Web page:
For an example of class-action litigation over LYMErix, see the practice
area under the firm website for the law firm Sheller Ludwig & Badley, at http://sheller.com/PracticeAreas.asp.
125. See Kenneth Todar, Lyme Disease, Todar's Online TextBook
of Bacteriology, at http://textbookofbacteriology.net/Lyme.html
("Between 1996 and 2001 the number was level at about 17,000 new cases per year,
but increased by nearly 7,000 cases in 2002.").
126. See William Tucker, La Grippe of the Trial Lawyers, Weekly
Standard, Oct. 25, 2004, available at http://www.weeklystandard.com/Content/Public/Articles/000/000/004/793dgqvs.asp;
Richard Kent Zimmerman, American Academy of Family Physicians, Lowering the
Age for Routine Influenza Vaccination to 50 Years: AAFP Leads the Nation in
Influenza Vaccine Policy, Nov. 1, 1999 (citing W. W. Williams et al., Immunization
Policies and Vaccine Coverage among Adults: The Risk for Missed Opportunities,
108 Ann. Intern. Med. 616, 616-25 (1988)).
127. See News Release, U.S. Department of Health & Human Services, HHS
Says Supply of Flu Vaccines, Medicines Will Help Keep People Safe During Coming
Flu Season, Oct. 19, 2004, available at http://www.hhs.gov/news/press/2004pres/20041019a.html.
128. See Copland, supra note 112.
129. See U.S. Food and Drug Administration, Thimerosal in Vaccines, at
("At the initial National Vaccine Advisory Committee-sponsored meeting on thimerosal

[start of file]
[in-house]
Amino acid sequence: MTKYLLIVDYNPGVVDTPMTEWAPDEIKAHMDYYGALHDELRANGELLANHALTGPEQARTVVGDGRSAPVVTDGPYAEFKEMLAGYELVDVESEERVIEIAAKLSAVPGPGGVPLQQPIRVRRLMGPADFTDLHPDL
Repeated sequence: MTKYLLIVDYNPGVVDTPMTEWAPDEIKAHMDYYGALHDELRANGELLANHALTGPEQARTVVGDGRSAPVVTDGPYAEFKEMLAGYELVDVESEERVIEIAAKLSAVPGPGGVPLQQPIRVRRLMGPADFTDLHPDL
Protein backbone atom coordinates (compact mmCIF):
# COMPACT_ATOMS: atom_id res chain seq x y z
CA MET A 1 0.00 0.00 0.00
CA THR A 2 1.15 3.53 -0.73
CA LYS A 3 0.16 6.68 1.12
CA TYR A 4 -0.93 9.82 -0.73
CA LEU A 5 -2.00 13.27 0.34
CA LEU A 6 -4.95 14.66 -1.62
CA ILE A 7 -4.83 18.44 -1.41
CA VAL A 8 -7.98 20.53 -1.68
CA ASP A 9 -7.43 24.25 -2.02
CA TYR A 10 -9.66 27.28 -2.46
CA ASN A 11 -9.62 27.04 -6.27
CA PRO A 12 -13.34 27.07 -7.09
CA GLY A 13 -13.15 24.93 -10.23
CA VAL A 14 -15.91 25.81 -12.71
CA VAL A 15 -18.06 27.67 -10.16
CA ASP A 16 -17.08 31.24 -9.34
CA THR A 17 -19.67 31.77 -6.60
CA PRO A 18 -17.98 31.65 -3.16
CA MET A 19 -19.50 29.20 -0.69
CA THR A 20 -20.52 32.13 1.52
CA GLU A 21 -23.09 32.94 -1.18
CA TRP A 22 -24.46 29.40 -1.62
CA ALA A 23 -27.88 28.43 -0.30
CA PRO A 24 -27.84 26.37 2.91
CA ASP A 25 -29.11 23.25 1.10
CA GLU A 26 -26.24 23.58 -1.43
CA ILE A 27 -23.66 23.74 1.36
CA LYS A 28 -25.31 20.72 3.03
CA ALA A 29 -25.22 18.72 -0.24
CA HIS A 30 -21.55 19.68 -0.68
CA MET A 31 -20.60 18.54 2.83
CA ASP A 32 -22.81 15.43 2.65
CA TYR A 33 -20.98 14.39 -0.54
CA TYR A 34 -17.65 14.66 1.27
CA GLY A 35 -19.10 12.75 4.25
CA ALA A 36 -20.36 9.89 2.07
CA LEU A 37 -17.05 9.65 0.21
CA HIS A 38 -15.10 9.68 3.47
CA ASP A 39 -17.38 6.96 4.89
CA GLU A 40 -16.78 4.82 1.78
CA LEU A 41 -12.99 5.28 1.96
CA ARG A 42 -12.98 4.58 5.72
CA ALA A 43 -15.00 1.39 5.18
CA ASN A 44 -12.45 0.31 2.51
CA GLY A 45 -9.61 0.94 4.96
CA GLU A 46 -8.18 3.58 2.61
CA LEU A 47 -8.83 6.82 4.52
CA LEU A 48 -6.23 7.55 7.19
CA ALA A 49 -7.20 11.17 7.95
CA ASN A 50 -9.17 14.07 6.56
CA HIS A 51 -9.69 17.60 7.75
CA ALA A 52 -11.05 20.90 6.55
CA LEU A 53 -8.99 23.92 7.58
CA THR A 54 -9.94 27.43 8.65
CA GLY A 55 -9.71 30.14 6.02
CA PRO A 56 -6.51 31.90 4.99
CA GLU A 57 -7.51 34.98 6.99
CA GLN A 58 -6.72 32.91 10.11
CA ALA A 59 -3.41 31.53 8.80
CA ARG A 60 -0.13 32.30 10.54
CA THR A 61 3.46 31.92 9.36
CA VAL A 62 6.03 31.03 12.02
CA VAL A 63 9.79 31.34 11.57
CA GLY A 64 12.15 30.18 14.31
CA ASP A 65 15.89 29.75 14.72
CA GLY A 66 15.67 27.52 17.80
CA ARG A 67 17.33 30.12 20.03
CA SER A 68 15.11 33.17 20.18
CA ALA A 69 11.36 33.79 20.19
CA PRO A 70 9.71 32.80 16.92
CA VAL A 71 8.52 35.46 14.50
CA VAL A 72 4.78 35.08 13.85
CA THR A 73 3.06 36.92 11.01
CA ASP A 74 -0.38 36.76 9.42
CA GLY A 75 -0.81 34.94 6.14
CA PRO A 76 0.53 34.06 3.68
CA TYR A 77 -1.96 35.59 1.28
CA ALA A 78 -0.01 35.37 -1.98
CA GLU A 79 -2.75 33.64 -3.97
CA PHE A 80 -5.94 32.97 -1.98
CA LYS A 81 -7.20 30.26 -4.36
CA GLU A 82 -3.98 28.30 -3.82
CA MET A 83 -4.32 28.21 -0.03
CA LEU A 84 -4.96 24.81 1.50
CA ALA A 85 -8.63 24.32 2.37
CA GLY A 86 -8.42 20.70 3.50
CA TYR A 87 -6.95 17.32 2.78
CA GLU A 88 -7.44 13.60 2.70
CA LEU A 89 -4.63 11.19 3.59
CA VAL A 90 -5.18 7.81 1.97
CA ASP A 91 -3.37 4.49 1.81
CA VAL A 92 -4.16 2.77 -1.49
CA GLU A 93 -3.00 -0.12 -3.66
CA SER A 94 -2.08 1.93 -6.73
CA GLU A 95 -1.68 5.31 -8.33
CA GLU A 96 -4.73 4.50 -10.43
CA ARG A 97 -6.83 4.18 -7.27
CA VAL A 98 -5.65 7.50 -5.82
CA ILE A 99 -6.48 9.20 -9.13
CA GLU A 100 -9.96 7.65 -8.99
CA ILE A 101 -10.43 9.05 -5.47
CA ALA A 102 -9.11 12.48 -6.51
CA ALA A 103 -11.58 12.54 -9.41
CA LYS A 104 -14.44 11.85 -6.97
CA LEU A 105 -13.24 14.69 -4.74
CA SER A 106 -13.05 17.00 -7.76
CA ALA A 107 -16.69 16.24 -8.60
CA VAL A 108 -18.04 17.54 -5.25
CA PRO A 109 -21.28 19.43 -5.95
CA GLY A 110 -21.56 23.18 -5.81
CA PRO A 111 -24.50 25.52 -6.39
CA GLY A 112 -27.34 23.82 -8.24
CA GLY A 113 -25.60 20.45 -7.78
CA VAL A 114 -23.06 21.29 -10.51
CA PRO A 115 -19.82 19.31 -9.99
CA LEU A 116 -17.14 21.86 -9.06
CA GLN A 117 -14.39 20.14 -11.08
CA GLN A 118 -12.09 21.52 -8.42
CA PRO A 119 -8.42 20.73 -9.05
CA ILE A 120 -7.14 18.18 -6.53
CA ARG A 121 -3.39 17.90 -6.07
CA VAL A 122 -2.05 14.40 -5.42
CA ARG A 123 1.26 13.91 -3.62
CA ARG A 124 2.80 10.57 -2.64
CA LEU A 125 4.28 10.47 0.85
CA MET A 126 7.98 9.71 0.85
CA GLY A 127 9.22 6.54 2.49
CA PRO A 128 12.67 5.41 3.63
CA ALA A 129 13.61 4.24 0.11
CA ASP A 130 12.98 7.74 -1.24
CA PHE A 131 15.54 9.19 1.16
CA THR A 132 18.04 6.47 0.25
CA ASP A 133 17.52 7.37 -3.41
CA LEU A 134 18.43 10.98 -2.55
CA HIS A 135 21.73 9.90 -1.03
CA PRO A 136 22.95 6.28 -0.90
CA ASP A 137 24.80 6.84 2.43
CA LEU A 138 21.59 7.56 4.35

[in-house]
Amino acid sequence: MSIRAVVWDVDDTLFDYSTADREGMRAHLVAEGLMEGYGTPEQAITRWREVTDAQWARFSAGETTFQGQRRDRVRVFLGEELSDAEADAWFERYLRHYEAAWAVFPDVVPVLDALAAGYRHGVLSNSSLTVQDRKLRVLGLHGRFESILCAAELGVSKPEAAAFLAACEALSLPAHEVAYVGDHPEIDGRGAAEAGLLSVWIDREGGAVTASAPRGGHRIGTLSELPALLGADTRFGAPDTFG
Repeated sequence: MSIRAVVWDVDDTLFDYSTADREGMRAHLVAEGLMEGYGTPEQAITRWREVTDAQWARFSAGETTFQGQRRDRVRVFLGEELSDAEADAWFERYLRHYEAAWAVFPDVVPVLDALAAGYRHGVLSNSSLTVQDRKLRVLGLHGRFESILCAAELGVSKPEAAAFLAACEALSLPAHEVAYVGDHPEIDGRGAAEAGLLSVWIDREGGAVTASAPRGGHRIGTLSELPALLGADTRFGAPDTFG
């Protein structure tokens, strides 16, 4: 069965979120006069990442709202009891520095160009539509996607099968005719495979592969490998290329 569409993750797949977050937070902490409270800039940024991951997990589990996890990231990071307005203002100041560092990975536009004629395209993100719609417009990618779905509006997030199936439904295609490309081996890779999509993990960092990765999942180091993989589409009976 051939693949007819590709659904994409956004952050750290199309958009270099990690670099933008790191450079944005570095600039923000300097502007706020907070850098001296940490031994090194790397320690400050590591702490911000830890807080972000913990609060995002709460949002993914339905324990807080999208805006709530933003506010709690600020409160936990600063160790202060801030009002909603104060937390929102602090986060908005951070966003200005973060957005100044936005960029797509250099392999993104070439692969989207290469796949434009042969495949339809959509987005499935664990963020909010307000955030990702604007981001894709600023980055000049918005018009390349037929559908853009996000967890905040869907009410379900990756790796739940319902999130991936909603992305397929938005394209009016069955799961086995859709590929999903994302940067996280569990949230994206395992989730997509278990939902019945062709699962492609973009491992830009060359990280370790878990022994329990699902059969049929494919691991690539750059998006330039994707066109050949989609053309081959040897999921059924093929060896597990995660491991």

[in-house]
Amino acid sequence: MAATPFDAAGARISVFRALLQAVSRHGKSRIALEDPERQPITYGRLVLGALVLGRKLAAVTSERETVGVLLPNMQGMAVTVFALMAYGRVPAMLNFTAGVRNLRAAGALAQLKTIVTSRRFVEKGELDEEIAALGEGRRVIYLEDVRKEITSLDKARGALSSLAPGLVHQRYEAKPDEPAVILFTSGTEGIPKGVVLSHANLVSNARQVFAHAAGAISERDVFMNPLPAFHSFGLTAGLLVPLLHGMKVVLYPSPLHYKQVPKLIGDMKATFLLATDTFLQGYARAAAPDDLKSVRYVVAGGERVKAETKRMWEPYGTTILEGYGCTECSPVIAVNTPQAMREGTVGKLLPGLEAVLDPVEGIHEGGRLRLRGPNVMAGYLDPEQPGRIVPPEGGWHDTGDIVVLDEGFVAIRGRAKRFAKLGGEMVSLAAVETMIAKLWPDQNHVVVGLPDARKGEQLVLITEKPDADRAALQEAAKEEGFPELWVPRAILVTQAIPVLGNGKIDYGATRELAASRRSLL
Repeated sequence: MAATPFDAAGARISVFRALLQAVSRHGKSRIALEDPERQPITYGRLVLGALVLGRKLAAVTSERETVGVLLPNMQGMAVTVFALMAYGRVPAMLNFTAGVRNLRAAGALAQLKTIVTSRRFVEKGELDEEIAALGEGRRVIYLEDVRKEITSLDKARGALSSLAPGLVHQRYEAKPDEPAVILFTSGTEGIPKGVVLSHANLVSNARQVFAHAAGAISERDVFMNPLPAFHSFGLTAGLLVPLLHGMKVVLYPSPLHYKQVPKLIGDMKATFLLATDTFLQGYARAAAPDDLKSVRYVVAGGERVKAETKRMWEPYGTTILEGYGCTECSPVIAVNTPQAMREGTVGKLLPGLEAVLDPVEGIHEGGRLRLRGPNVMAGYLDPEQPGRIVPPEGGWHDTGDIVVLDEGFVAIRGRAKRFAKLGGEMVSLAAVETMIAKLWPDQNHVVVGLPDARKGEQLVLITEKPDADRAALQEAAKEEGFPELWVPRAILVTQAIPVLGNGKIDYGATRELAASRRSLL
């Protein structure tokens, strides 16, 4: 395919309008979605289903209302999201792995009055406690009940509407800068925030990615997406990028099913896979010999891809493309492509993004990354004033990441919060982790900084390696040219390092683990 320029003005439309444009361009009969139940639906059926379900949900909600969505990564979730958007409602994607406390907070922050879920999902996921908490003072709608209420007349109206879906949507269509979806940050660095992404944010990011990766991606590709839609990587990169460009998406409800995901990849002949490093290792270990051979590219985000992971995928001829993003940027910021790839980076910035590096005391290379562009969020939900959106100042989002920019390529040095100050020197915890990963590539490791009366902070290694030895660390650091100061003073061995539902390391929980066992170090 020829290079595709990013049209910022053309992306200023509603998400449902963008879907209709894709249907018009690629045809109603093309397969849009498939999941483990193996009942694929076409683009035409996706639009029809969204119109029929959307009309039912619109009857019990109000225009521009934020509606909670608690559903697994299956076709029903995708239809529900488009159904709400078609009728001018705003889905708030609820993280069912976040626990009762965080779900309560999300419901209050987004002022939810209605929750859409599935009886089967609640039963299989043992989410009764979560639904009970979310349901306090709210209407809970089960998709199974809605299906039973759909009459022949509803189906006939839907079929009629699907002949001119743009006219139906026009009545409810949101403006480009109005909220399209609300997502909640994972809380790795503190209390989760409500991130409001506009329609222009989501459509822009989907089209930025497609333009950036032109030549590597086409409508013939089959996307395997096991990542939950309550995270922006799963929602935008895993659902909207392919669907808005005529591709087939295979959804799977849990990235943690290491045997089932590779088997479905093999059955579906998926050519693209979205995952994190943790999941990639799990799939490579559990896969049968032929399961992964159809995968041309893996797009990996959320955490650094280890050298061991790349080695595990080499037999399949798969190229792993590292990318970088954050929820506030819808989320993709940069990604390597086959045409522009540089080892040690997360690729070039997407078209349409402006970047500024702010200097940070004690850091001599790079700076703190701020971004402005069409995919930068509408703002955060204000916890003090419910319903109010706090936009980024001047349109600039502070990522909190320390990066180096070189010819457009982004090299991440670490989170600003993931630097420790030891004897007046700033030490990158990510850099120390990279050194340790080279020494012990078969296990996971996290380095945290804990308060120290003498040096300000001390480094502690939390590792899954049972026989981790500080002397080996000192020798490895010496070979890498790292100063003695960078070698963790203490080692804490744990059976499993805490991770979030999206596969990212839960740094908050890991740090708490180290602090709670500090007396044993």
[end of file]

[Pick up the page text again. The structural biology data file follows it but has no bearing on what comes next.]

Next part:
in 1999, concerns were expressed that infants may lack the ability to eliminate
130. See Politicizing Vaccines, Wall St. J., Nov. 18, 2002, available
131. U.S. Food and Drug Administration, supra note 129.
133. See Copland, supra note 112.
134. See American Academy of Pediatrics, Recommended Childhood and Adolescent
Immunization Schedule, United States, 2005, at http://www.cispimmunize.org/IZSchedule.pdf.
135. See World Health Organization, Statement on Thiomersal, Aug. 2003,
("The Global Advisory Committee on Vaccine Safety . . . . concluded that the
latest pharmacokinetic and developmental studies do not support concerns over
safety of thiomersal (ethyl mercury) in vaccines. The Committee has concluded,
and advises accordingly, that there is no reason on grounds of safety to change
current immunization practices with thiomersal-containing vaccines, since the
benefits outweigh any unproven risks.").
136. See Lawsuits Indicate Growing National Movement to Hold Vaccine Producers
Liable for Mercury Poisoning Epidemic, Idaho Observer, Aug. 2001, available
137. See Copland, supra note 112.